Most doctors use lidocaine to numb up the baby's penis before starting the circumcision. Lidocaine is the same medicine a dentist uses before drilling on your teeth. If anyone in the family has a bad reaction to lidocaine, make sure the doctor knows this before the circumcision is done.


How is a circumcision done?

First of all, the baby is numbed up. The doctor injects some lidocaine with a very small needle just under the surface of the skin around the penis. (Lidocaine is the medicine a dentist uses before they drill on your teeth. If you have ever had lidocaine at a dentist's office, you know how numb that is.)

Held for circumcision

The hard part for the baby is that his legs are held straight down for five minutes. Your baby wants to pull his legs up to his belly. So when he figures out he can't move his legs, he will probably start to cry. However, it really is only five minutes. In thirty years, no one has told me that they remember their circumcision as an infant.

If you agree, the nurse will give the baby a pacifier dipped in sterile sugar water. The sweetness distracts your baby and makes the procedure less stressful for him.

What the doctor does depends on what type of circumcision she is doing. There are three methods — Gompco, Mogen and Plastibell.

Circumcision Types

The difference in the methods is how they control bleeding before the foreskin is cut off with a sterile blade. With Gompco and Mogen methods, the instrument clamps down on the tissue of the foreskin before the incision. With the Plastibell method, a suture (sterile string) is tied to fit in a groove in a small plastic ring is left on the penis.

After the circumcision has healed completely, you can't tell which method was used to perform it.


How do I care for my baby after circumcision?

The care depends on which of the three different methods of circumcision the doctor used.

Gompgo If your son had a Gompco or Mogen circumcision, the head of the penis is left uncovered. It will be dark red and raw looking for five to seven days. Since you can't really put a bandage on a penis, you cover it with lots of Vaseline each time you change the diaper. The Vaseline will be slippery and soft, so it will keep anything from sticking or rubbing. Be generous with the Vaseline. You really can't use too much of it.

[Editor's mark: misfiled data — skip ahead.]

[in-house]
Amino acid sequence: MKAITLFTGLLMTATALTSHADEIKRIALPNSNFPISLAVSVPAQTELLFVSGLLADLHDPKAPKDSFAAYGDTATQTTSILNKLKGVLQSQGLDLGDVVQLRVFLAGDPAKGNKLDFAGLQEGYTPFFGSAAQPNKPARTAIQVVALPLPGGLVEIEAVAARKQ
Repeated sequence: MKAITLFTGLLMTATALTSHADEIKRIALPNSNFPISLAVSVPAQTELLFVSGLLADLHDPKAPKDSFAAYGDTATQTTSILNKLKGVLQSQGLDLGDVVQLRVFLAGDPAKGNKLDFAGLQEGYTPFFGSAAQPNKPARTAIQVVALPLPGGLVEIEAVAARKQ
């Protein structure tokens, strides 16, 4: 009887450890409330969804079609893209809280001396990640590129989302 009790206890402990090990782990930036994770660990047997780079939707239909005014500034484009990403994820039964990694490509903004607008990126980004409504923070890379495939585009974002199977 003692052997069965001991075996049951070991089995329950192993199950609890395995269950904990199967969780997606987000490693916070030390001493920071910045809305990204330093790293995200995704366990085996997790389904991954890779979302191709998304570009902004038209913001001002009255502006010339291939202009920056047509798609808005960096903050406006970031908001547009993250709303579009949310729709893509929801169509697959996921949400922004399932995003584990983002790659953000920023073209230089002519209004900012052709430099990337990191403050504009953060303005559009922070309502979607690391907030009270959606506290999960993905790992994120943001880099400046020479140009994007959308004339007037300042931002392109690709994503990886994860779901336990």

Because of its tremendous blood supply, a penis heals up quickly. About 24 hours after the circumcision, there will be some swelling in a circle around the penis where the cut was. The head of the penis may have some yellowish streaks on it. These are where the foreskin was attached to the head of the penis. Each day, the swelling should look a little better so that, in a week or less, you won't need the Vaseline any more.

If your son has a Plastibell circumcision, a little plastic ring is left over the head of the penis after the circumcision is done. The ring is held on by a suture (sterile string). There is a little bit of skin outside of this suture that dries up like a scab. When the scab falls off, the plastic ring falls off and the head of the penis is left uncovered. You don't put anything over the plastic ring, just leave it open and dry.


Thanks to Janelle Aby MD, Stanford School Of Medicine, Newborn Nursery, and Lucille Packard Children's Hospital for the use of occasional photographs.